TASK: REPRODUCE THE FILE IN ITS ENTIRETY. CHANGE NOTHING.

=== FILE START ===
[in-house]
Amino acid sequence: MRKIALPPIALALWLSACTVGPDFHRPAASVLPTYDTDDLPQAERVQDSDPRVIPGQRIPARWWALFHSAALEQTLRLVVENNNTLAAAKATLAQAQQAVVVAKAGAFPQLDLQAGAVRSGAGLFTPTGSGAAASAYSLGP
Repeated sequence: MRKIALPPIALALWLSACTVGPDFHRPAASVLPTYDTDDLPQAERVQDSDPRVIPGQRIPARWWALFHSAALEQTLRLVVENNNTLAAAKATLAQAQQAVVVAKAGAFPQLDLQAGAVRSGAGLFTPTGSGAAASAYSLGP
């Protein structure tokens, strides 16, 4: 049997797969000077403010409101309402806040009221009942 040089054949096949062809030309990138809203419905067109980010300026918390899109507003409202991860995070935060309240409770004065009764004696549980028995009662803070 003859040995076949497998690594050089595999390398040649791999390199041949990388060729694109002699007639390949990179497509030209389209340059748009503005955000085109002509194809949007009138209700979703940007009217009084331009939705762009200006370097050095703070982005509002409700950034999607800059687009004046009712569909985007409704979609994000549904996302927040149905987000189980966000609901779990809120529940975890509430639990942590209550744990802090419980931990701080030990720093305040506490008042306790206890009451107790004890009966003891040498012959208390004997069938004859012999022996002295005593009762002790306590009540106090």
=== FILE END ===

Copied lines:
[in-house]
Amino acid sequence: MRKIALPPIALALWLSACTVGPDFHRPAASVLPTYDTDDLPQAERVQDSDPRVIPGQRIPARWWALFHSAALEQTLRLVVENNNTLAAAKATLAQAQQAVVVAKAGAFPQLDLQAGAVRSGAGLFTPTGSGAAASAYSLGP
Repeated sequence: MRKIALPPIALALWLSACTVGPDFHRPAASVLPTYDTDDLPQAERVQDSDPRVIPGQRIPARWWALFHSAALEQTLRLVVENNNTLAAAKATLAQAQQAVVVAKAGAFPQLDLQAGAVRSGAGLFTPTGSGAAASAYSLGP
């Protein structure tokens, strides 16, 4: 049997797969000077403010409101309402806040009221009942 040089054949096949062809030309990138809203419905067109980010300026918390899109507003409202991860995070935060309240409770004065009764004696549980028995009662803070 003859040995076949497998690594050089595999390398040649791999390199041949990388060729694109002699007639390949990179497509030209389209340059748009503005955000085109002509194809949007009138209700979703940007009217009084331009939705762009200006370097050095703070982005509002409700950034999607800059687009004046009712569909985007409704979609994000549904996302927040149905987000189980966000609901779990809120529940975890509430639990942590209550744990802090419980931990701080030990720093305040506490008042306790206890009451107790004890009966003891040498012959208390004997069938004859012999022996002295005593009762002790306590009540106090």